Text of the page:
Moving mercilessly onto the letter ‘B’ in this A to Z series of iconic, ground-breaking and innovative film directors, we find ourselves with Danny Boyle. The Northern-born director/screenwriter’s style of film-making has its roots in the realist tales of Trainspotting’s flat-squatting heroin addicts and Elephant’s attempts to tackle the social problems in Northern Ireland during the conflicts.
Despite his early work being firmly rooted in British kitchen-sink realism, Boyle has gone on to explore dystopian zombie genres (28 Days Later) and Bollywood-influenced styles (Slumdog Millionaire), whilst picking up his fair share of Hollywood show-stoppers along the way (The Beach, 127 Hours).
Brought up in the North-west county of Lancashire to Irish parents, Danny Boyle was raised on a substantial dose of Catholicism whilst studying and growing up in Bolton. Boyle is a self-proclaimed ‘spiritual atheist’, overlooking the religious career-path his parents envisioned for him in favour of English and Drama at Bangor University.
The filmmaker’s early endeavours included stints at the Joint Stock Theatre Company in London and the Royal Court Theatre Company in Liverpool, where he directed a number of plays before moving onto the Royal Shakespeare Company. Using his keen eye for realism and strong character development, he then went on to work for BBC Northern Ireland where he made his entrance into Television, which ultimately led him develop the beginnings of his film career.
Trainspotting: and the beginning of Boyle’s indie film era
Possibly the film that put Boyle on the map, Trainspotting (1996) was a whirlpool of syringe-injected squalor, where performances by Ewan McGregor and Robert Carlyle brought us the underworld of Edinburgh’s economically deprived and hopeless heroin addicts of the late 1980s. This social comment on the class contrast in a big city, leads us to view a dark side of life that was buried deep beneath the affluent Yuppie movement of the time.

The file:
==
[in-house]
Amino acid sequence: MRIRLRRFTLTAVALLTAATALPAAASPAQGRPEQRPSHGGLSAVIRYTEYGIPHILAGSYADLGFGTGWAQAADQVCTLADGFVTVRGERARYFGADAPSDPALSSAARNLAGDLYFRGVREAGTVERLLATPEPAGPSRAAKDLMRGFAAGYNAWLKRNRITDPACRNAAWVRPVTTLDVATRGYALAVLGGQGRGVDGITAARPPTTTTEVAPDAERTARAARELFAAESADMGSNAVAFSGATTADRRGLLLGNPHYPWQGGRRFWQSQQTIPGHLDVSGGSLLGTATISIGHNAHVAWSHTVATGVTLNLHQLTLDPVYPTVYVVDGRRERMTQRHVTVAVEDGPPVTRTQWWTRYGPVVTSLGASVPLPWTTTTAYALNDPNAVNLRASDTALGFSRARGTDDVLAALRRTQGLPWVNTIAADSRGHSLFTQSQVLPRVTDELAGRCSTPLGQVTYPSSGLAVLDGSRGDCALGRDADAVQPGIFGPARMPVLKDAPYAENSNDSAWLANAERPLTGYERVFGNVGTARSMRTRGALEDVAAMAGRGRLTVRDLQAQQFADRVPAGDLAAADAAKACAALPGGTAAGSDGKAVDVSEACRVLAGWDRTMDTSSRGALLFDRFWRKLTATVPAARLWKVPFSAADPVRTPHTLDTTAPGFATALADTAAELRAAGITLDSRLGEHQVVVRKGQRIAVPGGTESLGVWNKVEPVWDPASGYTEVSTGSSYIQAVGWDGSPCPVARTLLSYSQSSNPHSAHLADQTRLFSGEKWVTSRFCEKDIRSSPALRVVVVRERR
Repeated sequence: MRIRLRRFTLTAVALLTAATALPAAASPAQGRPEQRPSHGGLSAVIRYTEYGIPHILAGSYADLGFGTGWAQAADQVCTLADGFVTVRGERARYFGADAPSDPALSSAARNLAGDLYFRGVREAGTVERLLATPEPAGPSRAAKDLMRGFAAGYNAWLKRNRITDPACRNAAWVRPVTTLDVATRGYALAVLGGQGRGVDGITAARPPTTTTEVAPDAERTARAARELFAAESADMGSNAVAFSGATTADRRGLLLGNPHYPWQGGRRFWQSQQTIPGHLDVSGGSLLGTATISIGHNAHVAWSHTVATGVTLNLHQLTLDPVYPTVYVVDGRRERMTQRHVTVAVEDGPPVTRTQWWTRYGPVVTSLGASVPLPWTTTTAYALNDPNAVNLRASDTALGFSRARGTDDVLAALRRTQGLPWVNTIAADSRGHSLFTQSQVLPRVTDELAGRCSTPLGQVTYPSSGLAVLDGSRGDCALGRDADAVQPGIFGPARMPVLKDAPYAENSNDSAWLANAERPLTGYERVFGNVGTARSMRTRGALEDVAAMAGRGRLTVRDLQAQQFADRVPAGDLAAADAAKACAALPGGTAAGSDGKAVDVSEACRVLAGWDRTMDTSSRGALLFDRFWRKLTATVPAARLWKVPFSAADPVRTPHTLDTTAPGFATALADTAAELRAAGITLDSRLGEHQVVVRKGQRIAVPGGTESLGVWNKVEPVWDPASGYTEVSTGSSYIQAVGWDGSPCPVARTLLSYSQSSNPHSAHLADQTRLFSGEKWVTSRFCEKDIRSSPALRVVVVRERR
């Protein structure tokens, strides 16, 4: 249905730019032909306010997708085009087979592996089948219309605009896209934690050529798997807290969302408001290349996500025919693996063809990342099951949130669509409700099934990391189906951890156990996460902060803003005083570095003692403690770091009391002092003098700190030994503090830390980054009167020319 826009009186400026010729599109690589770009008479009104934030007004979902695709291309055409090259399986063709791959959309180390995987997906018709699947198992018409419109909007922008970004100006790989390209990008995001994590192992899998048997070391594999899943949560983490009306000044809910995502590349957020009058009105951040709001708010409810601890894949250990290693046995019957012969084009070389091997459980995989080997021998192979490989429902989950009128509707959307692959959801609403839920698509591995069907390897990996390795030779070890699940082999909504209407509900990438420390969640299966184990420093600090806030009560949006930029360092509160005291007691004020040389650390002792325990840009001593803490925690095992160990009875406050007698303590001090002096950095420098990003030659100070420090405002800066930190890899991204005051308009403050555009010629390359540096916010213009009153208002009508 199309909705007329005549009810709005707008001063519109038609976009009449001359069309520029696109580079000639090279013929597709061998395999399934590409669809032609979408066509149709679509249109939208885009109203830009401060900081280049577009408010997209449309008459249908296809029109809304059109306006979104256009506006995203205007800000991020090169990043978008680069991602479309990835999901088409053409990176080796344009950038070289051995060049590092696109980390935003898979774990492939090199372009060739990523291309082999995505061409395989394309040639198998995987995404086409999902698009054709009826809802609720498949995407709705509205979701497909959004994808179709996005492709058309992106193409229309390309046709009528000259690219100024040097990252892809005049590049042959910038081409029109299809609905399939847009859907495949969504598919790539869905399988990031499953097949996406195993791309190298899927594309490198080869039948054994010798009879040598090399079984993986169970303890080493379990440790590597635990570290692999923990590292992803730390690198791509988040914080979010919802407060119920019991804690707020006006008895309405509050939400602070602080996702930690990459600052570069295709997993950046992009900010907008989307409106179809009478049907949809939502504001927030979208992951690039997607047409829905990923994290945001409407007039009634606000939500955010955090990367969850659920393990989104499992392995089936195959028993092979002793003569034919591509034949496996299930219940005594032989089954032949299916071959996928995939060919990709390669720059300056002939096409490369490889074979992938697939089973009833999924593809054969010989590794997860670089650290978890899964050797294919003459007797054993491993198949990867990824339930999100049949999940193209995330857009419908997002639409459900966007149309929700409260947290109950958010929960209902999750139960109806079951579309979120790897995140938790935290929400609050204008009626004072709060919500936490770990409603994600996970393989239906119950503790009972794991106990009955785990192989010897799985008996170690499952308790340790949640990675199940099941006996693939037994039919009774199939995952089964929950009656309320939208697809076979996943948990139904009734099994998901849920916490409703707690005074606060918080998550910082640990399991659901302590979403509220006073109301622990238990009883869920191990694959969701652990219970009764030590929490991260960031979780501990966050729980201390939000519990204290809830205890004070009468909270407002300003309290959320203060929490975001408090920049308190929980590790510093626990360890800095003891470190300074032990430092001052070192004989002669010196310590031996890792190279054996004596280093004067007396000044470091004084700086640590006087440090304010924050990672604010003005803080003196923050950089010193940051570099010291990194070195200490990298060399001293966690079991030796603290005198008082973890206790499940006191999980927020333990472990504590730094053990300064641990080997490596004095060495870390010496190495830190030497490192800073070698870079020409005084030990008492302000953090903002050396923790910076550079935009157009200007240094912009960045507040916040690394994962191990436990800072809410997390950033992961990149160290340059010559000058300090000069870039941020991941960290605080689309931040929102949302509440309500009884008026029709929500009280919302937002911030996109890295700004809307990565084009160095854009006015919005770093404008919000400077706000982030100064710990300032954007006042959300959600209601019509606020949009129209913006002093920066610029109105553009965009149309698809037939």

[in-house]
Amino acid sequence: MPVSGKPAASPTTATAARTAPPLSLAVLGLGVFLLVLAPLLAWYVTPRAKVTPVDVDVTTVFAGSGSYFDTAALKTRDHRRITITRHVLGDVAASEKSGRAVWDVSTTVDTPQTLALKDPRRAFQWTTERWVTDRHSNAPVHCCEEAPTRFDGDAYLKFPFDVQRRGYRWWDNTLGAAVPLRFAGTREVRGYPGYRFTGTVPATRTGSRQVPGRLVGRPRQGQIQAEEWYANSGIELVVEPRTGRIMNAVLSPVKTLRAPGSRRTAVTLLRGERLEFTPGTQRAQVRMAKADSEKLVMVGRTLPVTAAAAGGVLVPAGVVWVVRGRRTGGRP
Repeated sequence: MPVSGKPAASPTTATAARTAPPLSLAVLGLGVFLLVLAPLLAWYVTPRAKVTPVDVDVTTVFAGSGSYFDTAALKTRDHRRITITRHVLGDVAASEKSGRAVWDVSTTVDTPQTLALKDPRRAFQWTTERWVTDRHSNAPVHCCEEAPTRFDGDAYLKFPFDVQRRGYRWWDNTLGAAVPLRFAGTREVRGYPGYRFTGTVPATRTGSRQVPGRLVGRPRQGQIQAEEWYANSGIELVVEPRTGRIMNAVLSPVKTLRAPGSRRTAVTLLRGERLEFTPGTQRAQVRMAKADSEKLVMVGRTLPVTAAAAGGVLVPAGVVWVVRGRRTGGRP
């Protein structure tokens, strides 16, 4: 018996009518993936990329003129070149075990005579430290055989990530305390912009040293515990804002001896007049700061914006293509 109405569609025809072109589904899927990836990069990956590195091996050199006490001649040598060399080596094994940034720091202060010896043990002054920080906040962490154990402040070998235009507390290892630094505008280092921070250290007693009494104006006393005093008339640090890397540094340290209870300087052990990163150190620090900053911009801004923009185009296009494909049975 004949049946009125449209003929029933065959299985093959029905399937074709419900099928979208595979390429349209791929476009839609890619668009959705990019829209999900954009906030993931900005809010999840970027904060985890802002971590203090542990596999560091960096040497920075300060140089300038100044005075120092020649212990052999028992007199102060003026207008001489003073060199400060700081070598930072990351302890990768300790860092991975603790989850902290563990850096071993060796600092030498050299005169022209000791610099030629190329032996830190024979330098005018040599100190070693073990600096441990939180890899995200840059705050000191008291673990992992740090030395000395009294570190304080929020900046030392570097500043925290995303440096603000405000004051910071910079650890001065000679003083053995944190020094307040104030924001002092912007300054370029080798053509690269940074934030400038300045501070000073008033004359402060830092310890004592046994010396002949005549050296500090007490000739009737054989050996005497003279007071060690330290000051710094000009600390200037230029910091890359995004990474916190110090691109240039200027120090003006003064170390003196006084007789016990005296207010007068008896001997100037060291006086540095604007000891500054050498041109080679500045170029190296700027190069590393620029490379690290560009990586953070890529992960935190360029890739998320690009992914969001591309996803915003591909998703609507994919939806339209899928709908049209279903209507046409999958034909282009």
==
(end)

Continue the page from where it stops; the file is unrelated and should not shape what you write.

Boyle uses Trainspotting to unveil a hidden element of modern life, an undercurrent of poverty and Dionysian decay. Perhaps this is an interest or tendency deeply rooted in his humble Irish working class upbringing, or perhaps it just fascinated him.
Beyond the street corner: The Beach and 28 Days Later
Much like the Beatles used psychedelic backdrops and Eastern mysticism to break free of their trademark teen bop pop that made them so popular, Danny Boyle soon left behind the street commentary of British social issues to explore pastures new.
The Beach (2000) was a huge move for Boyle, building on the success of Trainspotting, Boyles found himself within the reach of Hollywood stars such as Leonardo DiCaprio and French actress Virginie Ledoyen. Set as far away from Britain as possible, The Beach is the story of a utopian community on a Thai island, exploring the positives and negatives of an anti-establishment, self-sustaining community. Although not well received by critics, The Beach was, and still is, an immensely popular film that sums up a lot of the concerns about the future of society around the start of the 21st century.
In 28 Days Later (2002) Boyle brought it all back home, setting a zombie-horror film in the centre of London. Arriving around the time of the SARS outbreak and the aftermath of 9/11, 28 Days Later was one of the many dystopian films released in this period, reflecting the universal uncertainty felt at the time. No one knew what disease was about to break free and infect our cities, no one could predict what extremist attacks would happen next. 28 Days Later is a hard-hitting and very real piece of cinema, predicting our worst fears.
The well-established recent years: 127 Hours and Trance
Based on the real-life story of Aron Ralston, who went canyoneering in Utah, only to wind up trapped under a rock facing death, 127 Hours is a dark yet beautiful cinematic experience. Boyle, through the acting artistry of James Franco, takes us through the many emotions, thoughts and attempts at escape one can endure in this situation.
Boyle’s latest feature, Trance (2013), is a fast-paced psychological thriller that sees James McAvoy caught up in a heist at an art auction, only to wind up with a head injury, ruining his plans. When an angry intruding mob intervenes to seize the art, our protagonist can’t remember where the stolen artefact is, leading to a montage of neurotically distorted flashbacks and blurred realities.
Danny Boyle has under his belt a prolific and broad portfolio, including the opening ceremony for the 2012 Olympic Games, and has won an Academy Award, 2 Baftas and an abundance of other awards and nominations.